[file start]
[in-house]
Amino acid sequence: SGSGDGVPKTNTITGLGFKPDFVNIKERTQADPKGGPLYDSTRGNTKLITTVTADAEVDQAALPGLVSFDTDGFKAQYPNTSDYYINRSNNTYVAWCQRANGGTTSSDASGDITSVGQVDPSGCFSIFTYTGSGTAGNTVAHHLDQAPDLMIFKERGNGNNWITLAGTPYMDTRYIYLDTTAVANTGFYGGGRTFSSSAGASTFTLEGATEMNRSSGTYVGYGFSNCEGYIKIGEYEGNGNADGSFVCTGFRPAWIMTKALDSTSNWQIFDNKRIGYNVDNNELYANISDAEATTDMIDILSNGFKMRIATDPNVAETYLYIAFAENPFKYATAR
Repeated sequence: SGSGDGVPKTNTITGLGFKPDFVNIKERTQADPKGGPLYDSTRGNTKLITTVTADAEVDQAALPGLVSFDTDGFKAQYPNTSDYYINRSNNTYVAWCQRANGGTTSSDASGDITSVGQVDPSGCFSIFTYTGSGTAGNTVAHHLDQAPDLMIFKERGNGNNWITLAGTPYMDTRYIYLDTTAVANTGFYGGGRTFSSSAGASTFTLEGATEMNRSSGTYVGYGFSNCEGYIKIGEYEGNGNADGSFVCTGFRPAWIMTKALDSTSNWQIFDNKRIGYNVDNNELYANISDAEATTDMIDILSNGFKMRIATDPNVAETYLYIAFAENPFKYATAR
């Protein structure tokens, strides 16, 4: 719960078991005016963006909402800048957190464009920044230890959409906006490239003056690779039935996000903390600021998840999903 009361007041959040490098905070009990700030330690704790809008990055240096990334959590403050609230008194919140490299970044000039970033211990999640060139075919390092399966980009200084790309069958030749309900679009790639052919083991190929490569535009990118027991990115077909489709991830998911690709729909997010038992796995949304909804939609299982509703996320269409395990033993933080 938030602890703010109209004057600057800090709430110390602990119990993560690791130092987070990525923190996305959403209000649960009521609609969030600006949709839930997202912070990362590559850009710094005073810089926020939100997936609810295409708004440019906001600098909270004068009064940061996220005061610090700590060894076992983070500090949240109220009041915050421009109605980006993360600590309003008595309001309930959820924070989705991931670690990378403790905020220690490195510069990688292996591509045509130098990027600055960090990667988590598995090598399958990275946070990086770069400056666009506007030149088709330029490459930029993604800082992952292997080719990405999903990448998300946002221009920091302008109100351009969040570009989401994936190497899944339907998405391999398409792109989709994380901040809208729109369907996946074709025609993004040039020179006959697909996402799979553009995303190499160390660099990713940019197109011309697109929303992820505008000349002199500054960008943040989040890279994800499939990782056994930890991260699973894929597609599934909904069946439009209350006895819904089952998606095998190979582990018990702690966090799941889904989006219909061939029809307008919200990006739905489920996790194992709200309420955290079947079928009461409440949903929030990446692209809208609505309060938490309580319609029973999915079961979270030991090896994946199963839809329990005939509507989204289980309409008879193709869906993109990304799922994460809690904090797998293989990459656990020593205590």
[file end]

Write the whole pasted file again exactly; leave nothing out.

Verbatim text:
[in-house]
Amino acid sequence: SGSGDGVPKTNTITGLGFKPDFVNIKERTQADPKGGPLYDSTRGNTKLITTVTADAEVDQAALPGLVSFDTDGFKAQYPNTSDYYINRSNNTYVAWCQRANGGTTSSDASGDITSVGQVDPSGCFSIFTYTGSGTAGNTVAHHLDQAPDLMIFKERGNGNNWITLAGTPYMDTRYIYLDTTAVANTGFYGGGRTFSSSAGASTFTLEGATEMNRSSGTYVGYGFSNCEGYIKIGEYEGNGNADGSFVCTGFRPAWIMTKALDSTSNWQIFDNKRIGYNVDNNELYANISDAEATTDMIDILSNGFKMRIATDPNVAETYLYIAFAENPFKYATAR
Repeated sequence: SGSGDGVPKTNTITGLGFKPDFVNIKERTQADPKGGPLYDSTRGNTKLITTVTADAEVDQAALPGLVSFDTDGFKAQYPNTSDYYINRSNNTYVAWCQRANGGTTSSDASGDITSVGQVDPSGCFSIFTYTGSGTAGNTVAHHLDQAPDLMIFKERGNGNNWITLAGTPYMDTRYIYLDTTAVANTGFYGGGRTFSSSAGASTFTLEGATEMNRSSGTYVGYGFSNCEGYIKIGEYEGNGNADGSFVCTGFRPAWIMTKALDSTSNWQIFDNKRIGYNVDNNELYANISDAEATTDMIDILSNGFKMRIATDPNVAETYLYIAFAENPFKYATAR
């Protein structure tokens, strides 16, 4: 719960078991005016963006909402800048957190464009920044230890959409906006490239003056690779039935996000903390600021998840999903 009361007041959040490098905070009990700030330690704790809008990055240096990334959590403050609230008194919140490299970044000039970033211990999640060139075919390092399966980009200084790309069958030749309900679009790639052919083991190929490569535009990118027991990115077909489709991830998911690709729909997010038992796995949304909804939609299982509703996320269409395990033993933080 938030602890703010109209004057600057800090709430110390602990119990993560690791130092987070990525923190996305959403209000649960009521609609969030600006949709839930997202912070990362590559850009710094005073810089926020939100997936609810295409708004440019906001600098909270004068009064940061996220005061610090700590060894076992983070500090949240109220009041915050421009109605980006993360600590309003008595309001309930959820924070989705991931670690990378403790905020220690490195510069990688292996591509045509130098990027600055960090990667988590598995090598399958990275946070990086770069400056666009506007030149088709330029490459930029993604800082992952292997080719990405999903990448998300946002221009920091302008109100351009969040570009989401994936190497899944339907998405391999398409792109989709994380901040809208729109369907996946074709025609993004040039020179006959697909996402799979553009995303190499160390660099990713940019197109011309697109929303992820505008000349002199500054960008943040989040890279994800499939990782056994930890991260699973894929597609599934909904069946439009209350006895819904089952998606095998190979582990018990702690966090799941889904989006219909061939029809307008919200990006739905489920996790194992709200309420955290079947079928009461409440949903929030990446692209809208609505309060938490309580319609029973999915079961979270030991090896994946199963839809329990005939509507989204289980309409008879193709869906993109990304799922994460809690904090797998293989990459656990020593205590």